Indeed, Gabriel is right in thinking so. Again, his view that "Turkey is not afraid of the geopolitical consequences of a possible conflict with the U.S." is also correct. Over the years, we have also repeatedly emphasized that Turkey is definitely determined to take every kind of risk, particularly a crisis with the U.S., over its red lines such as the creation of a PKK statelet in Syria. Turkey is not fond of deception. For instance, it warned the world for a long time that it would intervene in Afrin. It called all its allies, especially the U.S., to make efforts to prevent this. This demand was voiced many times during leaders' summits. Turkey assumed responsibility for this purpose, and not only by taking in nearly four million refugees. It had presented lots of plans and proposals to both Obama and Trump, including a plan to drive Daesh out of Raqqa with its military. In return, the U.S. has supplied 5,000 truckloads of heavy weaponry to the PKK's Syrian arm, the People's Protection Units (YPG), and the U.S. Congress allocated $600 million to the group.
When all these initiatives failed to bring results, Turkey launched the most successful operations in Syria so far with Operation Euphrates Shield and Operation Olive Branch and completed them in a short time. And it did this in line with international law and Article 51 of the U.N. Charter.
Gabriel says, "Turkey no longer wants to bind itself to the West," which is correct. But we have to put this remark in context as well. As a sovereign state, Turkey has every right to demand an equal relationship, to see its allies stand beside it when risks to its survival emerge and oppose its allies' patronage of terrorist organizations that kill its citizens or plot coups within the country. Otherwise, Turkey is not drifting away from the Western alliance. It has never harbored such intentions. If those who accuse Turkey question how they will react when they face the same injustices done to Turkey, the facts will become clear on their own.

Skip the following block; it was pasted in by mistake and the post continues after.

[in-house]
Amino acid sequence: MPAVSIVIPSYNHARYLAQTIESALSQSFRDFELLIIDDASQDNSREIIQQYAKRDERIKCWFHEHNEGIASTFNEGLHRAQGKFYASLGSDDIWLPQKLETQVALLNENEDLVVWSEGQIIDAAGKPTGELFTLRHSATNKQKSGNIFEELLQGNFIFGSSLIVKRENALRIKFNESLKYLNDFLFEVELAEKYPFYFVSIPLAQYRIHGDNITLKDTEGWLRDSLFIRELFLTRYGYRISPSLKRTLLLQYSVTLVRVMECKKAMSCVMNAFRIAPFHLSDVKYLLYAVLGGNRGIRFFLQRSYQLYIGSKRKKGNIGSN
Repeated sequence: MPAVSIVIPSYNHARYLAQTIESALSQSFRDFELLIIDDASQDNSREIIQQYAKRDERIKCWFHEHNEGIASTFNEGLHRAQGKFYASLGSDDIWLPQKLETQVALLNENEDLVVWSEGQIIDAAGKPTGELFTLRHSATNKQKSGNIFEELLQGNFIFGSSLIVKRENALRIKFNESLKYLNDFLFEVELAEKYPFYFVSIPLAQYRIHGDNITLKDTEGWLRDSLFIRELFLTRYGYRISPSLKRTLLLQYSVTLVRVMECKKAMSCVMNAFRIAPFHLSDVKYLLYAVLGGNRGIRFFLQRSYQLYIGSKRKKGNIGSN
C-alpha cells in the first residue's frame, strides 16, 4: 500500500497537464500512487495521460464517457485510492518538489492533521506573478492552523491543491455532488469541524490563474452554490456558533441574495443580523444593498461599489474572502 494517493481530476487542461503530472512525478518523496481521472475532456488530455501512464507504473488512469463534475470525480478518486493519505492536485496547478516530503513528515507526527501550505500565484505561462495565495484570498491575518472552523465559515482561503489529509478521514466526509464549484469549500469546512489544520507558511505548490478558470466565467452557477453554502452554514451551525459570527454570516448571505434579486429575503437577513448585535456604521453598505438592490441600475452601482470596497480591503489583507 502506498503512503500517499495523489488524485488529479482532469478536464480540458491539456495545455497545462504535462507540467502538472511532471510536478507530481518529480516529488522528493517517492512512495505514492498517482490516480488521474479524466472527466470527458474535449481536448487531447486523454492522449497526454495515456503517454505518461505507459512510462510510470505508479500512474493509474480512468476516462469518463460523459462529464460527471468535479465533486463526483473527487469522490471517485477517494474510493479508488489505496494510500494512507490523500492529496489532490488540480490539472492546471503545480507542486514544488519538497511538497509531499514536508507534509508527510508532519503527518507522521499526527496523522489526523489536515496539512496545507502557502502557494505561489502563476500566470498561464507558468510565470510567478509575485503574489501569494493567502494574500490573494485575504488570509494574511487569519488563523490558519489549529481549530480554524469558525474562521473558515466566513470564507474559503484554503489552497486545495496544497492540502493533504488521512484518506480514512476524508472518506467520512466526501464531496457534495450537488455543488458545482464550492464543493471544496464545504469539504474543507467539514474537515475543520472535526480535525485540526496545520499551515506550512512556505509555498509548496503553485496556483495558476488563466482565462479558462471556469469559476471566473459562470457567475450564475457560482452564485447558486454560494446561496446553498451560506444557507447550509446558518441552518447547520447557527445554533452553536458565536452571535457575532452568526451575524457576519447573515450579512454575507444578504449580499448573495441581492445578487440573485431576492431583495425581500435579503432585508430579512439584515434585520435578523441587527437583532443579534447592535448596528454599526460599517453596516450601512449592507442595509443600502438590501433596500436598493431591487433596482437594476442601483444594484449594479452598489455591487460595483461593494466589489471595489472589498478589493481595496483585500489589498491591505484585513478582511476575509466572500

It seems that Gabriel also thinks it is time to end that double standard, which is definitely a correct approach. Gabriel says that a new Europe-wide strategy is needed in dealing with Turkey to prevent its disengagement from the West and adds that despite some criticism toward Turkey there should be more effort to improve relations with Turkey. According to him, as the ineffective sanctions against Russia show, problems would not be solved through such measures and Turkey certainly would not be impressed.
The stance of the U.S. and EU toward Turkey during the last five to six years has contained some kind of shameful arrogance and irrationality. The European Council, which I am also a member of, decided to reopen a political monitoring process against Turkey following a rather biased report, though it should have lifted the process. The European Council and the European Parliament have adopted extremely subjective reports. The customs union deal update, which the EU demanded from Turkey, was halted by a group of countries led by Germany despite a positive evaluation by the European Council. Also, Pre-accession Assistance (IPA) funds were reduced.